The Business

Moon In June Studio is a northern Ontario ceramics studio run by tactile artisan, Aimee Baldwin. Based in Kenora, Moon In June has been offering unique, hand-made ceramics for daily functional use and decorative aesthetic enjoyment to their customers since 2015. Baldwin also runs workshops and classes out of her studio where she teaches others about her craft and gives customers an opportunity to create their own ceramics.


The Challenge

Like so many entrepreneurs, Baldwin was struggling with an endless to-do list and a limited number of hours in the day to get through it. “My main concern was having content for social media and marketing. That is really hard for me as someone who needs to make all of my own products and run my business all by myself,” she says.

Without any marketing support, Baldwin would take photos on her phone when she could, but her efforts to maintain a presence on social media weren’t having an impact on her business. Engagement on social media was low as a result of the studio’s erratic posting schedule and photography that Baldwin felt didn’t reflect the quality of her work.


The Solution

Having recently taken the leap into focusing on Moon In June full-time, Baldwin was eager for opportunities to level up her business’s digital marketing strategy. So, when she came across Digital Main Street’s Digital Transformation Grant (DTG) program through the Northwest Business Centre she jumped at the opportunity. The initiative provides brick-and-mortar small businesses with a digital assessment, online training, and a $2,500 grant to implement their Digital Transformation Plan.

As a late applicant, Baldwin had to move quickly, so she enlisted the help of a local Digital Service Squad (DSS) member to assist with the application process. “She got me through it. She came to my studio and met with me. We went through everything. I don’t think I would have been able to pull it together without her,” says Baldwin.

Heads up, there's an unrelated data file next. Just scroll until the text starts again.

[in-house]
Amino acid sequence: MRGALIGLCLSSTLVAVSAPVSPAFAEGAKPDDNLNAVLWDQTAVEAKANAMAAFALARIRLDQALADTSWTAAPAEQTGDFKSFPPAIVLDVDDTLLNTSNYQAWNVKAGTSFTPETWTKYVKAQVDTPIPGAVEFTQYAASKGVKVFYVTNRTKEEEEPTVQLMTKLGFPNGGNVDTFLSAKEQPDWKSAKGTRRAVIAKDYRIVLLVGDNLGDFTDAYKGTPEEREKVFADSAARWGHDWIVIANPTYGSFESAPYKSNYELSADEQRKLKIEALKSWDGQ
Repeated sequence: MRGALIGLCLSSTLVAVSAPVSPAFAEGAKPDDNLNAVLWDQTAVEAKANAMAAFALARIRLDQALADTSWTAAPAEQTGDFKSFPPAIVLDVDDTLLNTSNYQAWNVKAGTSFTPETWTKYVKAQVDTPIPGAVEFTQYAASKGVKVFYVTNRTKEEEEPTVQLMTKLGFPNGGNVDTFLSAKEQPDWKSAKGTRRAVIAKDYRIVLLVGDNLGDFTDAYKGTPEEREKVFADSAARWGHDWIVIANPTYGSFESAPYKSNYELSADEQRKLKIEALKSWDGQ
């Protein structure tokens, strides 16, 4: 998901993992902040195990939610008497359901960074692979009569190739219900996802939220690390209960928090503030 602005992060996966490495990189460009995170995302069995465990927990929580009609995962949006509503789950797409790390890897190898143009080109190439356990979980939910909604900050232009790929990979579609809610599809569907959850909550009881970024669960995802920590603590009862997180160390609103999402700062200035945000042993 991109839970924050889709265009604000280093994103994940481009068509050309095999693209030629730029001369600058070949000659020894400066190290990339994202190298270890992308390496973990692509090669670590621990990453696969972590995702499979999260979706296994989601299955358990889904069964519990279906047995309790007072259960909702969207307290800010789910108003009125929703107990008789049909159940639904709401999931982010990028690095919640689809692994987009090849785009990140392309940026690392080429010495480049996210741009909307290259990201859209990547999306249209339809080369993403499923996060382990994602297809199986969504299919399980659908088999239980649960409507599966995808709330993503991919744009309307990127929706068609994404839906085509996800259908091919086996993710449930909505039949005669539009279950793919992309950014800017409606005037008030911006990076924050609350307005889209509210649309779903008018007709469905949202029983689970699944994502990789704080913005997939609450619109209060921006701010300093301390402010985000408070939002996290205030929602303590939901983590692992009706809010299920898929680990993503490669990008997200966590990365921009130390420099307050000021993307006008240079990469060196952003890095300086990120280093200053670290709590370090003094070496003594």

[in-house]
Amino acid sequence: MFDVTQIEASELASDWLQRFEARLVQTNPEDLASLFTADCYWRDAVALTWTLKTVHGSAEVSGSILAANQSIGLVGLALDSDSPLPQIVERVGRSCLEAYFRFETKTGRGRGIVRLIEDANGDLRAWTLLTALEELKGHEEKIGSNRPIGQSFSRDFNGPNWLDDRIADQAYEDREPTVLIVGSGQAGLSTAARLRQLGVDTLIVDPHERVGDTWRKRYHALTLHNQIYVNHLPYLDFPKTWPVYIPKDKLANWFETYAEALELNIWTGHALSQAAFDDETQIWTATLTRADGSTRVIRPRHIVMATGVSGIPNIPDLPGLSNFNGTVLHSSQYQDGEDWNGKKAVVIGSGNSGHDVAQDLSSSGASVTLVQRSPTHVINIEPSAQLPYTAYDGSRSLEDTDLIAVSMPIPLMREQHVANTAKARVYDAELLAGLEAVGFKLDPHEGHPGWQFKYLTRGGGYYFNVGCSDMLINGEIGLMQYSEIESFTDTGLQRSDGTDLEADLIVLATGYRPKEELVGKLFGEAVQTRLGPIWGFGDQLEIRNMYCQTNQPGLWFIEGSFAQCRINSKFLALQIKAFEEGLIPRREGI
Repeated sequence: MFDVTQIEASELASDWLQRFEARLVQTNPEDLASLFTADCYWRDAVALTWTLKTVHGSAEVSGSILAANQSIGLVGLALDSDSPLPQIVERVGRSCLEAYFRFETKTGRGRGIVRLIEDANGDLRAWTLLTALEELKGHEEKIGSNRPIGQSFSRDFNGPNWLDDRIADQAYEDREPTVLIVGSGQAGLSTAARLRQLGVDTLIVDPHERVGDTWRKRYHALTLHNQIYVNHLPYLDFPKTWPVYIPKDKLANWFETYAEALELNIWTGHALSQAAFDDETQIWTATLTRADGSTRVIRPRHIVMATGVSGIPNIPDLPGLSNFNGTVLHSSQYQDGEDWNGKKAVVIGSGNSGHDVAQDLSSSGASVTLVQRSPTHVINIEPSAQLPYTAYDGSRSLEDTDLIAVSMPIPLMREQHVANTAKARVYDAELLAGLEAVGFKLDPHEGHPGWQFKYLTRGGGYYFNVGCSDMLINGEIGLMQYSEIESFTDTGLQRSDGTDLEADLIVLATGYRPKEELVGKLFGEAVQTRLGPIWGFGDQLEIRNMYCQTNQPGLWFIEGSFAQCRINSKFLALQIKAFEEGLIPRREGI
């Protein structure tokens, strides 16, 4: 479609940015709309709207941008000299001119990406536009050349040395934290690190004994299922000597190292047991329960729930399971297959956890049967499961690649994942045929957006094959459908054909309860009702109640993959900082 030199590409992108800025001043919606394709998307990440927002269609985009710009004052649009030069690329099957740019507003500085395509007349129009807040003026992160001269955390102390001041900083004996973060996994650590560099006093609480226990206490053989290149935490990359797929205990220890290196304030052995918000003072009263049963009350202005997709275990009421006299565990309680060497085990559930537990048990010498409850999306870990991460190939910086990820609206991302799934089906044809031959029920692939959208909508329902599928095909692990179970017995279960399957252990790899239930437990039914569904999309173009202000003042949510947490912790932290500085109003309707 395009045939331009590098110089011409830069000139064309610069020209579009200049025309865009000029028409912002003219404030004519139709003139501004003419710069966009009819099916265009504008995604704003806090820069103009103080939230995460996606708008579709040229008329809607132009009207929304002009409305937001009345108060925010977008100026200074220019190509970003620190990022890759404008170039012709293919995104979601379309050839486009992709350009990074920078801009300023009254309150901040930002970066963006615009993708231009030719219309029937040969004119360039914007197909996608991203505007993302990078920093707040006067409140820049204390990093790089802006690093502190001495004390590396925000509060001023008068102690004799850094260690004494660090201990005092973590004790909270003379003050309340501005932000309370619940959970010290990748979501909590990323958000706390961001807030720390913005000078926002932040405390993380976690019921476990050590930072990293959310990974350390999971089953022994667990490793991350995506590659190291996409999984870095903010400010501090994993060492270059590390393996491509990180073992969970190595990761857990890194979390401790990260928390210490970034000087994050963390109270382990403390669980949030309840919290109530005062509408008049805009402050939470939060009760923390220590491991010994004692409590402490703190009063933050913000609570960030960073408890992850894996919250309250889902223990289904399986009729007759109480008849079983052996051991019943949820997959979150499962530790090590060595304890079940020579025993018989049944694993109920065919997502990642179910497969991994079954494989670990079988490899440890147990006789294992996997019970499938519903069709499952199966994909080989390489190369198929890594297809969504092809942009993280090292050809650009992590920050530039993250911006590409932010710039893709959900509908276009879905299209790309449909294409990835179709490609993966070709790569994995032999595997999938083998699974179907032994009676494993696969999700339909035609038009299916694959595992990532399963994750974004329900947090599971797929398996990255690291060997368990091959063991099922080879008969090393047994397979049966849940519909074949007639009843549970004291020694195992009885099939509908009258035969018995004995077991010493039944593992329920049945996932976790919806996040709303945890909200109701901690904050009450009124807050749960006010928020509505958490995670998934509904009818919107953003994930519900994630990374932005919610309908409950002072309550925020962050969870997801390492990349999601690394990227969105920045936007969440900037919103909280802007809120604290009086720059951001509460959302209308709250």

Upon receiving the grant funds, Baldwin enlisted the help of a local photographer to capture images of her studio space, products, and workshops. The photoshoot took place ahead of the Christmas season so Baldwin had four kilns worth of product to shoot, which resulted in a large bank of images created for the business in a single day.


Key Deliverables

  • Applied for and received a Digital Main Street DTG grant in June 2022
  • Researched and hired photographer
  • Planned photoshoot and created shot list
  • Captured content of studio space, product, and founder
  • Created content calendar with new photography
  • Deployed content on Facebook, Instagram, and company website


The Impact

Baldwin, who is still using the photos from her bank of images, believes the DTG program made a significant difference in her business. “It felt really important because it helped me solve a problem that was hindering me from bumping myself up to the next level, [now that I’m] doing this business full time,” says Baldwin. Since the December photoshoot, Baldwin has observed a number of positive results that have impacted her business:

  • Improved engagement. After deploying her new photography on social media, Baldwin noticed an increase in reshares on Instagram and Facebook which improved the reach of her social media content.
  • Increased visibility. Improved online engagement has resulted in increased visibility for Moon In June Studio within the Kenora community. Baldwin shared she was recently getting her hair done when the hairdresser began to inquire about her workshops, noting she saw the social media posts. Interactions like this are becoming more and more common.
  • Elevated brand experience. Baldwin says her biggest win is “having high-quality content to represent my brand and my business. I work really, really hard to perfect my product and my services […] so the photography was really pivotal in creating […] the brand image I want to put out there.”


Next Steps

With a more impactful digital marketing plan in place, Baldwin is now turning her attention to improving business operations. The remaining DTG funds were used on a point-of-sale system that allows her to process orders over the phone and track inventory more efficiently. Baldwin is eager to find more ways to streamline order processing and intends on setting up an e-commerce website to sell products, courses and workshops all in one place.

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